Children at the heart of bust-up principles

What does 50% rights to children really mean?  A frustrated father wonders.


When will men have equal rights to their children? The media purport that things have changed and men have greater or 50 per cent rights to their children. But this is a fantasy, for to realise any right in our court system, one needs to spend tens of thousands of dollars as I had to, just to realise basic rights, a luxury which many fathers don’t have. There is significant prejudice against us.


In the event of a dispute between a father and a mother, the Family Law Act sets out the relevant principles to be applied by our court system. The concept of a parent’s “rights” to their children does not exist in the relevant legislation and this is unlikely to change in the foreseeable future.

The Act provides a premise that it is in fact children who have “rights”, and it is parents who have “responsibilities”. The rights of children (except where it is contrary to their best interests) include their right to know and be cared for by both parents, as well as to spend time with both parents on a regular basis.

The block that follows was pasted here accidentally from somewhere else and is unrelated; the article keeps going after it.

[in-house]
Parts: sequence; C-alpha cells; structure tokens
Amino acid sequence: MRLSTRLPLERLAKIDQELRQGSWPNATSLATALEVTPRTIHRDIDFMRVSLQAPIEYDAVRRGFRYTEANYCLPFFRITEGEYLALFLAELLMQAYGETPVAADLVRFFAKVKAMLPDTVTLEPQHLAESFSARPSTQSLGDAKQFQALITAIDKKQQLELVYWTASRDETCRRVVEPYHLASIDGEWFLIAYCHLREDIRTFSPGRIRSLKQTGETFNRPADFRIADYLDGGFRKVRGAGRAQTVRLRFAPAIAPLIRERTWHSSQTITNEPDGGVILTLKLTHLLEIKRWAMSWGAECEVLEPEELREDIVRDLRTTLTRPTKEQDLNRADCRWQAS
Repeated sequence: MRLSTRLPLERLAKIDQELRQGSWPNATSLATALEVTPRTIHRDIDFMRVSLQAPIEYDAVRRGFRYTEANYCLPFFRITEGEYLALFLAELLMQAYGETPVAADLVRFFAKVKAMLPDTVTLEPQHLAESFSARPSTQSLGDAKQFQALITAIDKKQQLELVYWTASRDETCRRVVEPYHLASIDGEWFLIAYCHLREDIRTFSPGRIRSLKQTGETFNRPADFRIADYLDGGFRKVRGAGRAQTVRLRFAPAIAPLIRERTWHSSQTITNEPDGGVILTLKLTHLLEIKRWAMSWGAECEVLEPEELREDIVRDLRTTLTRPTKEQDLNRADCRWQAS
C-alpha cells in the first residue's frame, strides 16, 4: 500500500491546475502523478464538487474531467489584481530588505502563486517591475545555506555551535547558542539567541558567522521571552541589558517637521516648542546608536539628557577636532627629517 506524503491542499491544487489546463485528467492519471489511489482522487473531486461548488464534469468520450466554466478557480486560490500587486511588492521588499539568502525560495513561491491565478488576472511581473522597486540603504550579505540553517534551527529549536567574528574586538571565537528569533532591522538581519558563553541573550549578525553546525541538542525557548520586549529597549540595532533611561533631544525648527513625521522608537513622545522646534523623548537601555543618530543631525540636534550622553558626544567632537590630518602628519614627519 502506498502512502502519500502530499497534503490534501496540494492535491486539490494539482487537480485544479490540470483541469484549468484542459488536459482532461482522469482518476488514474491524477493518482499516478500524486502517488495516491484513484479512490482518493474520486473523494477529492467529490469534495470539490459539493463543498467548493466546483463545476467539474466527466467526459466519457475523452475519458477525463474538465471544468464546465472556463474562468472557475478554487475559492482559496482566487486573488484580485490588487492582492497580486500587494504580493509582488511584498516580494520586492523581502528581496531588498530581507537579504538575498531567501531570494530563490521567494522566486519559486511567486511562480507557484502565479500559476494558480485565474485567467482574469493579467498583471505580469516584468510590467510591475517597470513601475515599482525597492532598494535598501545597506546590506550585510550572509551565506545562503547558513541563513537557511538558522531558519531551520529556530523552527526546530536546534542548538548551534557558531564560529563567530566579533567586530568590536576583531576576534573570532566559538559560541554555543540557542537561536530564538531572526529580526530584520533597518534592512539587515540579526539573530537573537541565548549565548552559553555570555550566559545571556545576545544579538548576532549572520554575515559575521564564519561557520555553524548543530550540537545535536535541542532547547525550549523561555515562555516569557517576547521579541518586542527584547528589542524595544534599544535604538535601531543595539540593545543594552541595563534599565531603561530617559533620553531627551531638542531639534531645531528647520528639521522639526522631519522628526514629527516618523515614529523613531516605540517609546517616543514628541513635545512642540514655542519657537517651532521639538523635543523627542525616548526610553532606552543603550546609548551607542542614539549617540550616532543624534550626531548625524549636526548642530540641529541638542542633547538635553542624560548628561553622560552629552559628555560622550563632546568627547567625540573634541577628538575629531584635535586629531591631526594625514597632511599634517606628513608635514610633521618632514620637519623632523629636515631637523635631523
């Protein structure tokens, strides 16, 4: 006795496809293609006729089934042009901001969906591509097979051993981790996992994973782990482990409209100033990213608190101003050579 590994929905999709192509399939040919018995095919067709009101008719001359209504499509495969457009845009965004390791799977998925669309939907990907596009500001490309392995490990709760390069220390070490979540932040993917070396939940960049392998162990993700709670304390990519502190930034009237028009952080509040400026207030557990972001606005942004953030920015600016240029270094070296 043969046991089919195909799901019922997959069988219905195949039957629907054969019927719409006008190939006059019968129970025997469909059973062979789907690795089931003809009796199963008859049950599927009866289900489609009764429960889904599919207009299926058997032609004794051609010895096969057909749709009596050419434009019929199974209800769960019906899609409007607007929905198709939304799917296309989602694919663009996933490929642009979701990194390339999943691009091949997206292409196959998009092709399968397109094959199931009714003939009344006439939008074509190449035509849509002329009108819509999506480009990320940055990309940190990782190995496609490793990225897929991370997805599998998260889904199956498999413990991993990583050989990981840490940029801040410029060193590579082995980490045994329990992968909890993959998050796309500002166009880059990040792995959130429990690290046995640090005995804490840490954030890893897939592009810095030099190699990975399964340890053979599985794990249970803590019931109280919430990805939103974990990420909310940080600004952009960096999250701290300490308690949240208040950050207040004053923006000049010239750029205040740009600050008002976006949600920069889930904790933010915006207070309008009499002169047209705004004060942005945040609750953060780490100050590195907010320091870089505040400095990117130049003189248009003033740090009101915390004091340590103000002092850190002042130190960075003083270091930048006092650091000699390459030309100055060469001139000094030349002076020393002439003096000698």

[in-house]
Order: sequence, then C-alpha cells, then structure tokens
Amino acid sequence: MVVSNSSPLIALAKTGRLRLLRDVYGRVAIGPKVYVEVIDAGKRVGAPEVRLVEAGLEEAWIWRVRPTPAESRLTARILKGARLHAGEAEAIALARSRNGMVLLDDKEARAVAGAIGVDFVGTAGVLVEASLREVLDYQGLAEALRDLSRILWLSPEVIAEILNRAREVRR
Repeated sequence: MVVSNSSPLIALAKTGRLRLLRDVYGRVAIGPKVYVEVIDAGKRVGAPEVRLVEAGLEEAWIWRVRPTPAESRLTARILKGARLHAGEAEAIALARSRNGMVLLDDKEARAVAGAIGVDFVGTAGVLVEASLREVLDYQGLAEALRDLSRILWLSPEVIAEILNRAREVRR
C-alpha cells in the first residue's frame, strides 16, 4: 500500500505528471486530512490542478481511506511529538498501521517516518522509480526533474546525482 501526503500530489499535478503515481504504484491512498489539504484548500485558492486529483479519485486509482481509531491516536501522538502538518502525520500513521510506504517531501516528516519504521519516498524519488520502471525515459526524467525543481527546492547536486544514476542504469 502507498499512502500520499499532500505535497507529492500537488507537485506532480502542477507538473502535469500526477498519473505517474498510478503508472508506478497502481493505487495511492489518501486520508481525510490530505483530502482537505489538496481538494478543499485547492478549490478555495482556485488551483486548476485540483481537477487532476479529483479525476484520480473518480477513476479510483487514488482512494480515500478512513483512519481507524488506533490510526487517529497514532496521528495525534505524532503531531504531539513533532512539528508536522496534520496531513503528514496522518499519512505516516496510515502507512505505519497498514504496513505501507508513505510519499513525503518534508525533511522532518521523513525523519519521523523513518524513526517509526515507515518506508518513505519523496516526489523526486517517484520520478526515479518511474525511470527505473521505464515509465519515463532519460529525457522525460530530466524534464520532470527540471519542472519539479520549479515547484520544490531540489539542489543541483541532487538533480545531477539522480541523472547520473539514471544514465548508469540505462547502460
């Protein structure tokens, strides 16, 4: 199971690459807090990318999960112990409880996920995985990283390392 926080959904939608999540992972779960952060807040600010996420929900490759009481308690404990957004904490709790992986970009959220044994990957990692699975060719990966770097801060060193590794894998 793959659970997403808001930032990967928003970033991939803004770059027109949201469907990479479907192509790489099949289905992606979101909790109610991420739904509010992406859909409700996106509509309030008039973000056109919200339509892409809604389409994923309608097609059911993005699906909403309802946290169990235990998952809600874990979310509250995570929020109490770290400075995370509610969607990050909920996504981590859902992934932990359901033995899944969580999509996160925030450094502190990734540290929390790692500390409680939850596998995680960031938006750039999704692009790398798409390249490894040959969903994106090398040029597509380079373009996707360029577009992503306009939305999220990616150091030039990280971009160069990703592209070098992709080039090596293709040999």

When a couple cannot agree to the living arrangements of their children, the court has to make a decision based upon the Act and what it considers to be in the best interests of the child. The outcome will therefore depend upon the individual circumstances of the child, such as the child’s views, who has historically been the primary carer of the child, and the level of conflict between the parents.

Following changes to the law in 2008, the court will often grant parents “equal parental responsibility”, meaning they are both “guardians”. This is a different concept to the child’s living arrangements.

It is usually in everyone’s interests to attempt to negotiate an outcome outside of court by contacting agencies such as Relationships Australia who provide mediation services. Unfortunately, this is not always possible, and the matter must be brought before the court to determine what is in the child’s best interests, and to ensure the child’s rights are met. Whilst these proceedings can be difficult and costly (if using a private lawyer), the vast majority of matters settle by agreement before trial.

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Relationships Australia (SA) appoints panels of general practitioners, medical specialists, lawyers, therapeutic and financial counsellors to discuss each letter before the appropriate professional answers it.